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Smith v. Mississippi Dep't of Employment Security

Court of Appeals of Mississippi

February 17, 2015

JAMES T. SMITH, APPELLANT
v.
MISSISSIPPI DEPARTMENT OF EMPLOYMENT SECURITY, APPELLEE

COURT FROM WHICH APPEALED: DESOTO COUNTY CIRCUIT COURT. DATE OF JUDGMENT: 12/02/2013. TRIAL JUDGE: HON. ROBERT P. CHAMBERLIN. TRIAL COURT DISPOSITION: AFFIRMED DECISION OF THE MISSISSIPPI DEPARTMENT OF EMPLOYMENT SECURITY THAT APPELLANT WAS DISQUALIFIED FROM RECEIVING UNEMPLOYMENT BENEFITS.

JAMES T. SMITH, APPELLANT, Pro se.

FOR APPELLEE: ALBERT B. WHITE, LEANNE FRANKLIN BRADY.

BEFORE LEE, C.J., ISHEE AND JAMES, JJ. LEE, C.J., IRVING AND GRIFFIS, P.JJ., BARNES, ROBERTS, CARLTON, MAXWELL AND FAIR, JJ., CONCUR. JAMES, J., CONCURS IN PART AND DISSENTS IN PART WITHOUT SEPARATE WRITTEN OPINION.

OPINION

Page 1221

ISHEE, J.

¶1. James T. Smith was fired from Resorts Casino (Resorts) pursuant to the company's progressive discipline policy on March 15, 2013. A claims examiner for the Mississippi Department of Employment Security (MDES) initially determined that Smith was entitled to unemployment benefits. Resorts appealed the claim examiner's determination and, ultimately, an administrative judge (AJ) determined that Smith was fired for misconduct and was disqualified from receiving benefits. The MDES Board of Review and the DeSoto County Circuit Court affirmed the AJ's decision. Aggrieved, Smith appeals.

STATEMENT OF FACTS AND PROCEDURAL HISTORY

¶2. Smith was employed as a games dealer by Resorts for one year and four months. When Smith began his employment at Resorts, he signed a document stating that he had read and agreed to the terms contained in the employee handbook, including a progressive discipline policy. The discipline policy provided the following procedure for employee discipline: verbal counseling for the first offense, a written warning for the second offense, a final warning for the third offense, and discharge for a subsequent offense.

¶3. In July 2012, Smith was given verbal counseling after a gambling mistake took place at his table. Resorts said the mistake occurred due to Smith's inattentiveness. In August 2012, Smith received a written warning after making an incorrect payout to a player that resulted in a forty-five-dollar loss to Resorts. In February 2013, Smith received a final written warning because he did not call a floor supervisor to assist him with a subsequent mistake at his table, contrary to Resorts' policy. Smith admitted to being aware of this policy, but claimed the floor supervisor ignored his requests to come to his table. Finally, on March 8, 2013, an improper bet was placed at Smith's table. Smith was aware of the mistake and again failed to notify a supervisor. Since the March 8, 2013 offense was Smith's fourth offense, Resorts fired Smith pursuant to the discipline policy. After each of Smith's warnings, he signed a document acknowledging that he had received the warning.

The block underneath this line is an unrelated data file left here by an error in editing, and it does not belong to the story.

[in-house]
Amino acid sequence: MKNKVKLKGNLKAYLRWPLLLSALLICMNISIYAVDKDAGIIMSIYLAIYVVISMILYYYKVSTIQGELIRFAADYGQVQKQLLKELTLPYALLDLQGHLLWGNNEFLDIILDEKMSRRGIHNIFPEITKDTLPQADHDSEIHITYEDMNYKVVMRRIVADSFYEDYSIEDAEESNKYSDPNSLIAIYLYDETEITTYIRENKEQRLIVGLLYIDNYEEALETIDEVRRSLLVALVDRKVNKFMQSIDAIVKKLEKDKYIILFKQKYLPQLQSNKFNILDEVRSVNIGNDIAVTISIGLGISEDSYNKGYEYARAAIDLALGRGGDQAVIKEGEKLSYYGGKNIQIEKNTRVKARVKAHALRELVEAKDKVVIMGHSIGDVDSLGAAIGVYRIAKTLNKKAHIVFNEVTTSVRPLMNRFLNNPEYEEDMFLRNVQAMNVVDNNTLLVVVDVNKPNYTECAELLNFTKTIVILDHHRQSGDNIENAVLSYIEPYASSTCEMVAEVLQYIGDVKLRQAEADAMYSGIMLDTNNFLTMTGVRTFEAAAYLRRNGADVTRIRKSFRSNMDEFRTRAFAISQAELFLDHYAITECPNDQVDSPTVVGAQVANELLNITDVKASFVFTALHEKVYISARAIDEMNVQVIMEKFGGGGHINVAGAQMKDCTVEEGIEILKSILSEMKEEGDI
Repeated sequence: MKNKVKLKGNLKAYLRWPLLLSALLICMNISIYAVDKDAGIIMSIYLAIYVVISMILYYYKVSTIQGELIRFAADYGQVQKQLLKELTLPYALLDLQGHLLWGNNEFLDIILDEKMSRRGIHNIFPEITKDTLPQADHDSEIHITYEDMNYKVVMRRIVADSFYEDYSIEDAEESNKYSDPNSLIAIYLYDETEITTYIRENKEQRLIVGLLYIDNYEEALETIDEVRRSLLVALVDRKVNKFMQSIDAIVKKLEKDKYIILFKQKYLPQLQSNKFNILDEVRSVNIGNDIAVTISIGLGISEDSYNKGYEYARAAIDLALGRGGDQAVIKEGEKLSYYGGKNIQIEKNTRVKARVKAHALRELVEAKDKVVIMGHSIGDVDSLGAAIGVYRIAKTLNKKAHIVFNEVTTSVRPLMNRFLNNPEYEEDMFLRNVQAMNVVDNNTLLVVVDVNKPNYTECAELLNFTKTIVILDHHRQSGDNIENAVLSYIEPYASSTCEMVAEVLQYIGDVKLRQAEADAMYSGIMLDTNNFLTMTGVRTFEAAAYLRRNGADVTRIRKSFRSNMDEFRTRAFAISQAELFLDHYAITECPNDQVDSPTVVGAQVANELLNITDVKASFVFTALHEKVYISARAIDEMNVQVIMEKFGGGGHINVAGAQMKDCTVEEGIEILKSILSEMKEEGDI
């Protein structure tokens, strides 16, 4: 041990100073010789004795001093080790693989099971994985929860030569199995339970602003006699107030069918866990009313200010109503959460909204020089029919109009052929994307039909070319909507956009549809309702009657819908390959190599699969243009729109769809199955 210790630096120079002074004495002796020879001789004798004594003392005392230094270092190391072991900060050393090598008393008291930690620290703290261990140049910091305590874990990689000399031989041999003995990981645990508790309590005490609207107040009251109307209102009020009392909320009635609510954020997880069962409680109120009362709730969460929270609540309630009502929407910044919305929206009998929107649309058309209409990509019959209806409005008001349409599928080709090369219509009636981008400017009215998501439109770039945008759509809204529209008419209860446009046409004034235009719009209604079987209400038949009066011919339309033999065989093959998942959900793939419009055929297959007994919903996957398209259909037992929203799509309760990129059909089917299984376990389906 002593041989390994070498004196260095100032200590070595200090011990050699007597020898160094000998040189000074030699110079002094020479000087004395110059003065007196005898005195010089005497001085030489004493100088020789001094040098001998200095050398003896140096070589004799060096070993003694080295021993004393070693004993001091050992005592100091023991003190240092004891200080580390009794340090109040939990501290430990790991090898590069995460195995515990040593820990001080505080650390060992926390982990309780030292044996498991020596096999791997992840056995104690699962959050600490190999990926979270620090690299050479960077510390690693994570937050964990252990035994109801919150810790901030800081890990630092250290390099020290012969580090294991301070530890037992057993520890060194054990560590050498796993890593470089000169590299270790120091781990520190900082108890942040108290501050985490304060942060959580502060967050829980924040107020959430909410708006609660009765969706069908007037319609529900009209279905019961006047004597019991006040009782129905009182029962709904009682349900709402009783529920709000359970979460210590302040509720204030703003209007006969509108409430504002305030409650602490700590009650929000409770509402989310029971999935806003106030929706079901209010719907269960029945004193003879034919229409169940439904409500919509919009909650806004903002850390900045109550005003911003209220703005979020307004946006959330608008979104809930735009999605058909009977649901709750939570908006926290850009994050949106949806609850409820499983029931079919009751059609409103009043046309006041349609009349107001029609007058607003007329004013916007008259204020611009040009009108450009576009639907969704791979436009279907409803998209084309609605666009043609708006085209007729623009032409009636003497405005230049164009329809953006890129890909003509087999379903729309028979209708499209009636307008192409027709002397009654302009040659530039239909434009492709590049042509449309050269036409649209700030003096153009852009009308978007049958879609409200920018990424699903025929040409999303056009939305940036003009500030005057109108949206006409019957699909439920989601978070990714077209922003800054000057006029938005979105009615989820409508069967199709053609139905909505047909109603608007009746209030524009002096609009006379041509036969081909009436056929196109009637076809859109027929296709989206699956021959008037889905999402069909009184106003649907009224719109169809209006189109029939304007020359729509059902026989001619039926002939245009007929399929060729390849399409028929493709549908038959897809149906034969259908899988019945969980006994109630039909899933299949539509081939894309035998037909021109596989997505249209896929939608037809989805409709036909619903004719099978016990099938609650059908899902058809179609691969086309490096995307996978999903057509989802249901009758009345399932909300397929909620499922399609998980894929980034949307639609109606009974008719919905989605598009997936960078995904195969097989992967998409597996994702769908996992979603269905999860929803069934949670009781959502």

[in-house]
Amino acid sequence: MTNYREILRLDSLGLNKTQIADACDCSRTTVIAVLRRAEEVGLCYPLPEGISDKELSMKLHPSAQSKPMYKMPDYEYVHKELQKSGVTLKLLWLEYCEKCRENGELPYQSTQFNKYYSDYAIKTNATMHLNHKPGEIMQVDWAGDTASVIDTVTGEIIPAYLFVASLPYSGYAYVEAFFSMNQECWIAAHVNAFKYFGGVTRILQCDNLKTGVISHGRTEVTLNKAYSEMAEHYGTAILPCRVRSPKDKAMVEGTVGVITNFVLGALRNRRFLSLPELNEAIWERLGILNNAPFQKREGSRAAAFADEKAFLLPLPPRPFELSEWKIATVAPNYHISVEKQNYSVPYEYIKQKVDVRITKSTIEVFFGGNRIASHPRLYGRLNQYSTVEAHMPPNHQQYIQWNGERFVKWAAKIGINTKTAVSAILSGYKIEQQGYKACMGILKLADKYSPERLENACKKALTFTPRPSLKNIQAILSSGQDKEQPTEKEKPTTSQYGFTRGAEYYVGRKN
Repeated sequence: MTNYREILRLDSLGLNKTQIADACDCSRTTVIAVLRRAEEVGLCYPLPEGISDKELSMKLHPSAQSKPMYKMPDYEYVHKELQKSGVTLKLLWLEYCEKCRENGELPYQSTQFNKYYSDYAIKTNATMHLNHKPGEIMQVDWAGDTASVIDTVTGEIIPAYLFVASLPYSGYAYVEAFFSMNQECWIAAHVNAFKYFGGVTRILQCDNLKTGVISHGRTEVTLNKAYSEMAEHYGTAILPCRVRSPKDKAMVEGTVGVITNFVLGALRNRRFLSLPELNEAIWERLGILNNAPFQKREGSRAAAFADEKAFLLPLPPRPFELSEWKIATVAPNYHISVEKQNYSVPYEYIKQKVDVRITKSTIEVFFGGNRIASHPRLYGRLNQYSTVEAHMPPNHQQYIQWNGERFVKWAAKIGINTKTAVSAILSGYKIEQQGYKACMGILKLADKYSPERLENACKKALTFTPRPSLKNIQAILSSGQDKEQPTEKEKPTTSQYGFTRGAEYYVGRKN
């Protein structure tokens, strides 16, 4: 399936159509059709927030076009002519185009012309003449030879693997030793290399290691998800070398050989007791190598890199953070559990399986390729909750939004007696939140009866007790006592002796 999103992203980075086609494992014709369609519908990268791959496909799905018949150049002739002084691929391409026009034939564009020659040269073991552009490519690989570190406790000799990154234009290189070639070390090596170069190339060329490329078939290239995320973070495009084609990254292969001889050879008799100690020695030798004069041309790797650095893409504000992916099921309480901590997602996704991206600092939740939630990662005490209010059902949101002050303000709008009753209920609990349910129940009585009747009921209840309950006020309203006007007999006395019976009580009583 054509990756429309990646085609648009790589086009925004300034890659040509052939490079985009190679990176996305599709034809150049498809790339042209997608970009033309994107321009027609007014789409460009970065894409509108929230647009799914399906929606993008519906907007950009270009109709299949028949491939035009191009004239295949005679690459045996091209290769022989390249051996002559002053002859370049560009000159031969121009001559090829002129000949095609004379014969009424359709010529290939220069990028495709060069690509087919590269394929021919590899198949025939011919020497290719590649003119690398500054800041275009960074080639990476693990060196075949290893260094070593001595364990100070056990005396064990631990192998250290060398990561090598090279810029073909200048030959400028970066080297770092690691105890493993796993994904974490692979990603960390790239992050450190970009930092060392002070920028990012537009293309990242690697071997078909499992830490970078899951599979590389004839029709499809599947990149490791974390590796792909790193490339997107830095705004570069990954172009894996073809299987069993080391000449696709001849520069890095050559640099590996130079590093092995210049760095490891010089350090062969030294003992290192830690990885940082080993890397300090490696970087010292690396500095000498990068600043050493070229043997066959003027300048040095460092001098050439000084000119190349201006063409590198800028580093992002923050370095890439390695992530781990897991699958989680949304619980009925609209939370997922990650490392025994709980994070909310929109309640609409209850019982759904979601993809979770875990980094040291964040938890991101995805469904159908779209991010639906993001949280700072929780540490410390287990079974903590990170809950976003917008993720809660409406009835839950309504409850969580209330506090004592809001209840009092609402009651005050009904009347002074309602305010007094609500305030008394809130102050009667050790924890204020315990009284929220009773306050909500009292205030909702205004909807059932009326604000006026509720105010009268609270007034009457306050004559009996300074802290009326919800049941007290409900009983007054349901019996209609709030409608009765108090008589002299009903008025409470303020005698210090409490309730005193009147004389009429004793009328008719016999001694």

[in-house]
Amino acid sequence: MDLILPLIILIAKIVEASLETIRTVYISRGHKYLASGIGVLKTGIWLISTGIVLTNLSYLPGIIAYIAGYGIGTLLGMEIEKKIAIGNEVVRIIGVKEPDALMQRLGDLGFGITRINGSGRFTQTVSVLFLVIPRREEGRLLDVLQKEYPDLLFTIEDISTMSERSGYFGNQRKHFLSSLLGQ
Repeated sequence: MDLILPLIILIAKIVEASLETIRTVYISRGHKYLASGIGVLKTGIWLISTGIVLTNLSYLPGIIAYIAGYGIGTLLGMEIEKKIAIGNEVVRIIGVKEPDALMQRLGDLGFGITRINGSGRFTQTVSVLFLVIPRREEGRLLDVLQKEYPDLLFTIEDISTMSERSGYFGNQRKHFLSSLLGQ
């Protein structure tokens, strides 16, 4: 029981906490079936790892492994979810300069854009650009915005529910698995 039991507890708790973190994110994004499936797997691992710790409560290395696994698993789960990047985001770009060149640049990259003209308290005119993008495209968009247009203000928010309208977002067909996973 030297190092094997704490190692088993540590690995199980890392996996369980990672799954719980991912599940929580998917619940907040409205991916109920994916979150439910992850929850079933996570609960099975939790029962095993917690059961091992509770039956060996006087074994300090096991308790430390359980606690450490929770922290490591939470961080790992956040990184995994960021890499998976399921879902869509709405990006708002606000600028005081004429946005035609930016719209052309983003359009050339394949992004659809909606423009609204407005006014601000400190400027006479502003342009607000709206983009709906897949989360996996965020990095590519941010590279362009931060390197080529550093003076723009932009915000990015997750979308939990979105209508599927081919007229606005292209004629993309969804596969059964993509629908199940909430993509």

¶4. On March 19, 2013, Smith filed for unemployment benefits. An MDES claims examiner investigated Smith's claim and determined that Resorts had failed to show that Smith was fired for misconduct and, thus, was entitled to receive unemployment benefits. Resorts appealed the claims examiner's determination to an AJ. After a telephonic hearing, the AJ determined that Smith was disqualified from receiving benefits because he was fired for misconduct. Smith appealed the AJ's decision to the MDES Board of Review. After adopting the AJ's findings of fact, the Board affirmed the decision. Smith subsequently appealed to the circuit court, which also affirmed the Board's decision. Aggrieved, Smith now appeals the circuit court's judgment.

STANDARD OF REVIEW

¶5. Mississippi Code Annotated section 71-5-531 (Supp. 2014) states that the Board's findings of fact are conclusive if supported by evidence and if no fraud is involved. Therefore, this Court's jurisdiction on appeal is " confined to questions of law." Id. The Board's findings create a rebuttable presumption, and the burden lies on the challenging party to ...


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